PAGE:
MARY LOUISE KELLY, HOST:
Joining us now from Capitol Hill to gauge reaction to these Supreme Court decisions is NPR congressional correspondent Susan Davis. Hey, Sue.
SUSAN DAVIS, BYLINE: Hey, Mary Louise.
KELLY: So this is really interesting because a lot of lawmakers, including a lot of Republicans, have been critics at some point or another of some version or another of the president's travel ban. So what are you hearing today?
DAVIS: You know, I think the same partisan divide we saw on the court today was pretty much echoed in the response on Capitol Hill. Republicans like Senate Majority Whip John Cornyn - he's the No. 2 Republican in the Senate - voiced support for the administration's position and for the final and third iteration of the travel ban. Here's what he told reporters.
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JOHN CORNYN: I tell you, this is part of the Never Trump resistance to mischaracterize this as being a Muslim ban. This is not a Muslim ban. It's not anything that President Obama didn't do when he was president. So I'm not surprised the Supreme Court ruled the way they did.
DAVIS: We should caution that not all Republicans feel exactly the same way. I talked to Jeff Flake. He's a Republican from Arizona and has often been a critic of this administration. And he didn't dispute that the court ruling - that it was constitutional. He just said he felt that the policy of this administration is still, in his words, not very wise and won't ultimately help U.S. efforts to combat terrorism. Democrats, obviously, overwhelmingly oppose the court decision today. Many are calling for legislation to try and counteract what the decision was. But Minority Whip Dick Durbin - he's the No. 2 Senate Democrat - he offered some real talk about it. Here's what he said.
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DICK DURBIN: I don't agree with the Supreme Court ruling, but I am a realist when it comes to legislation on the floor of the Senate and the House. It's doubtful that anything is going to move forward.
KELLY: Sue, let me turn you to this 5-4 split, what's becoming a very familiar 5-4 split along ideological lines. To what extent does that drive home the impact of President Trump getting to put his conservative justice, Neil Gorsuch, on the bench?
DAVIS: Senate Majority Leader Mitch McConnell today said a lot without saying anything at all. His political arm just moments after the decisions came down tweeted out a picture of him shaking hands with Neil Gorsuch during the confirmation process - not exactly a very subtle statement...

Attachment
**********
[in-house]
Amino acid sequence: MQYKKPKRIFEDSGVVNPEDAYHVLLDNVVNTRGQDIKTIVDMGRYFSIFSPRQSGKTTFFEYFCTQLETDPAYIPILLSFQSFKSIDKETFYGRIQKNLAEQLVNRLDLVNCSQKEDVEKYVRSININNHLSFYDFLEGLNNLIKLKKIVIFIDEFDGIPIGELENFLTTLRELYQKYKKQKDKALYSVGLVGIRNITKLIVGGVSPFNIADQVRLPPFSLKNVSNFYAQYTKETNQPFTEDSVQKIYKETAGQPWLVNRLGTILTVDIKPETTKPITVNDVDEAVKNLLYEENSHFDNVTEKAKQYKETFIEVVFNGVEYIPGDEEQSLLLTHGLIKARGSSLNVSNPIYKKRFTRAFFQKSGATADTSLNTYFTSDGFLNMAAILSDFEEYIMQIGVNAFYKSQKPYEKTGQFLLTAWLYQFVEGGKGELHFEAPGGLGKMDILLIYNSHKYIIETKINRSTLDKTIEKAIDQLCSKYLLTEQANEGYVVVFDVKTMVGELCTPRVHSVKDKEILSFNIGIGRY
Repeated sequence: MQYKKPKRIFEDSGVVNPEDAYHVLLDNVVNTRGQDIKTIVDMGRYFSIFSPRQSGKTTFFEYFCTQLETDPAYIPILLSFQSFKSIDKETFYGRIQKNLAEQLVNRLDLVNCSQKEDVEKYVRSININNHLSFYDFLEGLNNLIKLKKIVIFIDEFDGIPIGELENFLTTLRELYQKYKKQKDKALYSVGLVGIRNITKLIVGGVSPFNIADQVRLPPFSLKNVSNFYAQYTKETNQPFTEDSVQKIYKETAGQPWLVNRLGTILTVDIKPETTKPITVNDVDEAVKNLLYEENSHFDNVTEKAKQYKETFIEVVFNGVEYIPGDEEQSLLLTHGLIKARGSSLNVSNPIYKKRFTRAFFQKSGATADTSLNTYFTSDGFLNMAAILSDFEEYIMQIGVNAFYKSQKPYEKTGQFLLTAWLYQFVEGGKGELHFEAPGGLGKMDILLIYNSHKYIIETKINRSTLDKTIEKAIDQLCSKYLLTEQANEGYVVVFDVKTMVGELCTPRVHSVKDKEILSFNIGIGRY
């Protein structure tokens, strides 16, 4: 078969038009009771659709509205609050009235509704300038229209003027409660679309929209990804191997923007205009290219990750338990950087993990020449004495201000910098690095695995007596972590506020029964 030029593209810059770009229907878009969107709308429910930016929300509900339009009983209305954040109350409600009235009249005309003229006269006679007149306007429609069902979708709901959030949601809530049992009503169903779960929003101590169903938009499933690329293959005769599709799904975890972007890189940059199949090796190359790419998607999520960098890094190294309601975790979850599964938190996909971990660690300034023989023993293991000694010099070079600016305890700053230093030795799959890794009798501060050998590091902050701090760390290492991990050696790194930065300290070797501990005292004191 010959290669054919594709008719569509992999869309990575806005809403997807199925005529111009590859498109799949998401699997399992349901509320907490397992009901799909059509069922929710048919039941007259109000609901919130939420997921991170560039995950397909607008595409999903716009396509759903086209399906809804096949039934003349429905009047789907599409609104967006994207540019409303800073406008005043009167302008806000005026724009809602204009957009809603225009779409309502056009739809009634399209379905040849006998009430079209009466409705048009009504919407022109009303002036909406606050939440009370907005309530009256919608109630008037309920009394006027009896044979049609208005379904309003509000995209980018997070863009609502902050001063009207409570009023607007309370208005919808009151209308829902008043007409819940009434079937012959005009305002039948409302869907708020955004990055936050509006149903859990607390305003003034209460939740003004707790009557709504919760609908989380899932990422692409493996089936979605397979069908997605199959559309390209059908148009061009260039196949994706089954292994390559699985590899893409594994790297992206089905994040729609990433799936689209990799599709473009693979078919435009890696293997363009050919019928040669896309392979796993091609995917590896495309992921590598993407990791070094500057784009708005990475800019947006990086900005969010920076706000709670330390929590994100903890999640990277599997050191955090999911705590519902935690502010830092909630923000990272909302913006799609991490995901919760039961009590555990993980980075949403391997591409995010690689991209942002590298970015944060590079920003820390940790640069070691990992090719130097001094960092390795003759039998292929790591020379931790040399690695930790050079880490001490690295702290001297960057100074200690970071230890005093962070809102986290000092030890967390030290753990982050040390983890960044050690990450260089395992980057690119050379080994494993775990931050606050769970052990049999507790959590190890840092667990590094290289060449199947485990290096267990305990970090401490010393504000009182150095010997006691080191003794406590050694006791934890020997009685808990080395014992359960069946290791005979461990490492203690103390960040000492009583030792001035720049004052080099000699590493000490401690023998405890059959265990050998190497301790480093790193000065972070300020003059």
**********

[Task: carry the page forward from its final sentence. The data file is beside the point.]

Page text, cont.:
KELLY: Yeah, no missing that message.
DAVIS: ...But a bit of a victory lap there. I do think we have to remember here that we have to go back to 2016 when it was Mitch McConnell who blocked consideration of President Obama's nominee, Merrick Garland, to the court in 2016. McConnell changed the rules of the Senate to make it easier to confirm Neil Gorsuch with 50 votes instead of 60. I think we have to be clear that we don't know how Merrick Garland would have voted on any of these cases. But to say that there is a lot of lingering resentment among Democrats that they see this was a stolen seat on the court and the question of these tough decisions and how they would've went was very much in the atmosphere today and I think drives home - appear that elections have consequences and what the court does is hugely consequential.
KELLY: Stay with the question of Democrats because, I mean, we know that for President Trump supporters in the campaign his ability to nominate future Supreme Court justices was a huge factor. I mean, think how that played with evangelical voters. For Democrats, how big a rallying cry is this going to be in the run-up to midterms?
DAVIS: These judicial fights have just never materialized on the left in the same way. There is at least one outside group trying to change that to get liberals as excited about these fights as conservatives. It might just take another Supreme Court vacancy to see if that's really going to happen, especially if it's for the seat of a swing vote, someone like Justice Kennedy, that opens up. But Chuck Schumer said today Democrats are still focused on health care in this year's midterms.
KELLY: All right. Thanks, Sue.
DAVIS: You're welcome.
KELLY: That's NPR's Sue Davis.
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